Gen Z: How they came to be?

gen z human resources workforce workplace wellbeing benefits

“History is dependent on the new generation to write a new chapter.”
– LaMelo Ball

For a couple of years now, recruitment and employee retention strategies have become less and less effective and the labor market (specially Gen Z portion) doesn’t dictate the employment anymore – the labor itself does. There’s been a lot of discussions in the HR sphere about the infamous Gen Z workforce who keep changing employers’ expectations by the year and many people can’t wrap their head around on why and how they could afford to act/operate in such a way. To keep things clear, what I mean by acting/operating in a way, the attitude towards work itself in a sense that they have higher salary expectations, want more work flexibility, more benefits etc.; generally a higher work-life balance while potentially offering less productivity in return. It’s fascinating how much has changed in just couple of years but there might be a simple, yet powerful explanation as to why newer generations look at work with such a leisure. Let’s dive into it.

Industrial revolution

It all started with industrial revolution

One of the best selling authors, Rajiv Talreja, gave quite a good explanation in one of his events and I’ll try to paraphrase what he meant. It all started with industrial revolution back in 19th century when our grandparents were living mostly in poverty and the labor market started to develop. There weren’t many options of employers back then and any job would suffice just to get any kind of income. It was basically a fight for survival and the workforce was happy that it could be employed, no matter how the employer treated them. After that, in the 50s or 60s started a new revolution, a revolution of information where survival wasn’t the first and the only demand that the workforce had. The labor market developed enough to have more than a few options and the workforce started to look for a standard with their employers. Our grandparents sealed the survival part and what we wanted now was the stability; to cover any costs in a reasonable way within reasonable means (food on the table, utilities, rent etc.). What followed after 2008’s recession was the revolution that would change it all.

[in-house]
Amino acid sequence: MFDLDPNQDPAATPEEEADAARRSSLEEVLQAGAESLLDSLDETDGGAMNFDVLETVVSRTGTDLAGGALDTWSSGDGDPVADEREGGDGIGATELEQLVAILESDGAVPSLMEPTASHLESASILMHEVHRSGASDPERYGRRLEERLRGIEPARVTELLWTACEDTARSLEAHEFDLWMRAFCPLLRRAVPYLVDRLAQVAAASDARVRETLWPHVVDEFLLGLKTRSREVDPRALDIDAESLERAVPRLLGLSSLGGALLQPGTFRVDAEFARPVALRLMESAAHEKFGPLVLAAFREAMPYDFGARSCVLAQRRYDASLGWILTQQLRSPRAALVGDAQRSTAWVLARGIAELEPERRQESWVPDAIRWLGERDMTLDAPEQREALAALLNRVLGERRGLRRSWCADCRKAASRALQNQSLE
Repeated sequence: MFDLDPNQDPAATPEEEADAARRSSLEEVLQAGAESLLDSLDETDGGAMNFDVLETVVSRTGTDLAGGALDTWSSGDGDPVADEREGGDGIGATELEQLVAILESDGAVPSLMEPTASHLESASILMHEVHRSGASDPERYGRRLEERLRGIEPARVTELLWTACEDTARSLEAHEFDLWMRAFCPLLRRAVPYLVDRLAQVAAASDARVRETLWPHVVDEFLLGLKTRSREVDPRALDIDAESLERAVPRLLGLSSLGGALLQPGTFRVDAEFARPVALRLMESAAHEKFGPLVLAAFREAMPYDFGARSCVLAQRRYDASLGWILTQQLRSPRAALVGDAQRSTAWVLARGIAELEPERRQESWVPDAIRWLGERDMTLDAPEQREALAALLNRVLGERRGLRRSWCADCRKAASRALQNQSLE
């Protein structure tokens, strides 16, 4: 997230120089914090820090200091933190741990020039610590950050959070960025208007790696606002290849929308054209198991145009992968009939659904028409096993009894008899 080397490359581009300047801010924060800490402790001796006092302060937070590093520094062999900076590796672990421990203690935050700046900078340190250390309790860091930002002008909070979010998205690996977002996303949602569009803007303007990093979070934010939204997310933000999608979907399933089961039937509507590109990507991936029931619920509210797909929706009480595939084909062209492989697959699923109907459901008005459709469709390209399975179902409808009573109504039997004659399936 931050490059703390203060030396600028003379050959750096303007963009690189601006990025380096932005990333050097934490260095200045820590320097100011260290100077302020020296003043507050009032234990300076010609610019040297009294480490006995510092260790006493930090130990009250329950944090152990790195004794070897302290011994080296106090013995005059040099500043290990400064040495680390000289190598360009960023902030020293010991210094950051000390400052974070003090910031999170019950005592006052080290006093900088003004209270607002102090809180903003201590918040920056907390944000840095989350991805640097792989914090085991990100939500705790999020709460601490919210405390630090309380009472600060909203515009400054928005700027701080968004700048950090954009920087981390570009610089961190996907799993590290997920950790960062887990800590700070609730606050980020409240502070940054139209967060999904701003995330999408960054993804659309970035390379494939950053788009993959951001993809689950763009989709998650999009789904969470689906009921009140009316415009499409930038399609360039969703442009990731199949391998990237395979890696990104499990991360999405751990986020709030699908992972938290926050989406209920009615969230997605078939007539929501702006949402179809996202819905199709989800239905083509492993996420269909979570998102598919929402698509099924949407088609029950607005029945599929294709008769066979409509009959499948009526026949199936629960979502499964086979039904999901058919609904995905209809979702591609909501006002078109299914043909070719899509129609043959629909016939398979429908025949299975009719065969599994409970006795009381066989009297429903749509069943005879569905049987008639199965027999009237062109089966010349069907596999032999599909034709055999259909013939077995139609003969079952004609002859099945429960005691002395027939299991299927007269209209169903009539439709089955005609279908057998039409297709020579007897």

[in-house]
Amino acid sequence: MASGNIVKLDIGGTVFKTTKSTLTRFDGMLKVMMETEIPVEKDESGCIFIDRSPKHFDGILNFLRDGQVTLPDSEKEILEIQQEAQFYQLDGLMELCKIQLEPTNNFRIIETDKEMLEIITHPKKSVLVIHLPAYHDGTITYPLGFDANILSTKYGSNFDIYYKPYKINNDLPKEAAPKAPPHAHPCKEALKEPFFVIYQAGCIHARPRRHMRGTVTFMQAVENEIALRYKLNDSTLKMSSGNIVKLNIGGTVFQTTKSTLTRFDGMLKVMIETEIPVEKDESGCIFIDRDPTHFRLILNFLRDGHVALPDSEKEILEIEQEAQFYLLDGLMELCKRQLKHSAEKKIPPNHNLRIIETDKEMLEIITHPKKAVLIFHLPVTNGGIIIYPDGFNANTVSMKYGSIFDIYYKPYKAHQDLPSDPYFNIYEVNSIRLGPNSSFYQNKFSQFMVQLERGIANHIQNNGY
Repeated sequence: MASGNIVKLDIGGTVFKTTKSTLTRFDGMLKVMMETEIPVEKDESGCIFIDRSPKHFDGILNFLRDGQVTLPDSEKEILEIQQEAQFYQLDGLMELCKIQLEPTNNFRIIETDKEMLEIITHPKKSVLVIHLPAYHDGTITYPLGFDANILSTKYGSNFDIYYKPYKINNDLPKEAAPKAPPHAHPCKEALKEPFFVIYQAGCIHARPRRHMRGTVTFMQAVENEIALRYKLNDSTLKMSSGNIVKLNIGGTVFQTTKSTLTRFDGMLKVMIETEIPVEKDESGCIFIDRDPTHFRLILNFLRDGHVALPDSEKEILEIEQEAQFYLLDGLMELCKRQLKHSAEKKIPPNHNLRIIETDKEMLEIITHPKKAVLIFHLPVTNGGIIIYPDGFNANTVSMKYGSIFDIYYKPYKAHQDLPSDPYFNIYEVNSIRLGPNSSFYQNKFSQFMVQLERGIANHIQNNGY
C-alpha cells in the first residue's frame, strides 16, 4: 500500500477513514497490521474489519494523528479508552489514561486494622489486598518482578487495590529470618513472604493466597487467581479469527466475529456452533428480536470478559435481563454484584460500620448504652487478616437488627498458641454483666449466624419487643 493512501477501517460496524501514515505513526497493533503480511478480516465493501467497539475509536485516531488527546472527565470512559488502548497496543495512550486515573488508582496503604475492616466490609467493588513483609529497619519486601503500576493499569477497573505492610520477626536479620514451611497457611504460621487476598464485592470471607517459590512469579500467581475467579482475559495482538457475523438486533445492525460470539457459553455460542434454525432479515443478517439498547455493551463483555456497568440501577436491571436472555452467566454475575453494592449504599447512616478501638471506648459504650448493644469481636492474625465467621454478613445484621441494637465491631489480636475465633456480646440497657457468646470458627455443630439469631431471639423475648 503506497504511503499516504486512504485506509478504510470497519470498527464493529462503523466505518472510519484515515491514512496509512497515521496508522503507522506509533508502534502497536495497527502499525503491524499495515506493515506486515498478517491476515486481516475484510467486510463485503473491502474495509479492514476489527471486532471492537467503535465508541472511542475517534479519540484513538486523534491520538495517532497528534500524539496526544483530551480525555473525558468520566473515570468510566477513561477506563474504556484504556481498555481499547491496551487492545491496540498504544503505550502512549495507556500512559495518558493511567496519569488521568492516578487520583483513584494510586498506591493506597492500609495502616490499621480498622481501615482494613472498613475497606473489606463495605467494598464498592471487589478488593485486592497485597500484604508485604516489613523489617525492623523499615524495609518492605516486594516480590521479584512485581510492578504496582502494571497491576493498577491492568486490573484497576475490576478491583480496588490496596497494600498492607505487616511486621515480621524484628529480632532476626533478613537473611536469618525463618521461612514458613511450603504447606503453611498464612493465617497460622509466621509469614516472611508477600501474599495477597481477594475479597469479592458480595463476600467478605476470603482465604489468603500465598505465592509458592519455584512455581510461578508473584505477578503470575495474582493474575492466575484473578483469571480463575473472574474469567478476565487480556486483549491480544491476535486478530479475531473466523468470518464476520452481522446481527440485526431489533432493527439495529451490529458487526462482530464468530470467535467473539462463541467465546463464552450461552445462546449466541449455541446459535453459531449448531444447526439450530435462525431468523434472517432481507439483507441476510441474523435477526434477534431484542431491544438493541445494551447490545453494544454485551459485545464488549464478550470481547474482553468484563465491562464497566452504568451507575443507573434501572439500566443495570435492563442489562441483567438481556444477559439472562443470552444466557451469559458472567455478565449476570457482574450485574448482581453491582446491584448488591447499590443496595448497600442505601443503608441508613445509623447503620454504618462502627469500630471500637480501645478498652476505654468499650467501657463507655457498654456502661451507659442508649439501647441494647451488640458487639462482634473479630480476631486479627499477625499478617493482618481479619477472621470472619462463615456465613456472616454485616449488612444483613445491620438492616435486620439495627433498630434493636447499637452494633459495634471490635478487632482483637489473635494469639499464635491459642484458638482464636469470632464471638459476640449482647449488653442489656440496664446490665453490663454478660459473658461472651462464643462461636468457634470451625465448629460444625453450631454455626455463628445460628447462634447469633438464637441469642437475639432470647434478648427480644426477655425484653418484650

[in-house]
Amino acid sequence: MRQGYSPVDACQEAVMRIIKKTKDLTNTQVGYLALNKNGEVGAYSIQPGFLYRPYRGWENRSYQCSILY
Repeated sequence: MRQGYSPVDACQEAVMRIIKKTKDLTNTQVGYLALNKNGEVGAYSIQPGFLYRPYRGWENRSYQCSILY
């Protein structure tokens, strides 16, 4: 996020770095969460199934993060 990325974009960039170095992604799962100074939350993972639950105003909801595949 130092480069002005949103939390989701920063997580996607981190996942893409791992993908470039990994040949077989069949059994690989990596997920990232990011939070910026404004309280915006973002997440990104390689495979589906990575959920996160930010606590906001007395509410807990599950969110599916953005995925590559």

The digital revolution

So to summarize first revolutions, our grandparents fought for survival, we fought for the standard and what would the Gen Z and newer generations fight for? Simple > quality of life. It’s only logical when you think about it. The previous generations created the environment without too much care for survival and a standard which pretty much guarantees good enough sustenance; but what is all that without quality? And talk about quality in this new day and age… The technological advancement has made a lot of things easier, more accessible, but at the same time the ability to take things for granted, expectations without any specific merits, fast and instant gratifications without giving too much effort, progressive change in attitude which severely affects the communication and relationships in business etc. That last part is heavily impacting the workplace environment and this is why employers are often left scratching their heads.

Gen Z
Gen Z – The world in the palm of your hand

Quality of life

So what exactly does quality of life mean for the newer generations? Basically, employers need to cater to the HR activity in making sure their employee life cycle is properly handled. They would expect that the employer excels in these parameters once the contract is sealed:

  • High frequency  employee development – they want detailed mapping of their development through the course of their employee life cycle; with defined business and individual goals, with specific numbers, both in financial and goal metric
  • High standard work-life balance – they want a flexible work environment where they can exercise their freedom in combining their private life with the professional one regardless of their performance or productivity
  • Progressive company culture – they want the company’s demeanor and attitude to be positive and supportive towards them, sometimes without expectations to give back the same
  • Frequent and quality feedback – it’s all in the details and they want a detailed explanation for their performance on a constant and frequent basis

These parameters were always important for the predecessors as well but on a much smaller scale. The quality of life demand magnifies these stipulations significantly and employers will have a hard time retaining Gen Z employees if they don’t emphasize their resources into the aforementioned strategy. There is also a fine line between catering to every single need they have and retaining employers’ brand as a respectable and worthy company. That’s where HR comes in with quite a statement of their job becoming much, much harder.


The times have changed and any company which doesn’t change with the emerging trends and demands of the newer generations will ultimately become stagnant and detrimental to their success. The flip side of that coin is to balance it out and offer reasonable employee engagement while getting the right performance in return. That’s easier said than done with those expectations but the sooner we adapt, the sooner will the overall numbers grow.

Leave a Reply

Your email address will not be published. Required fields are marked *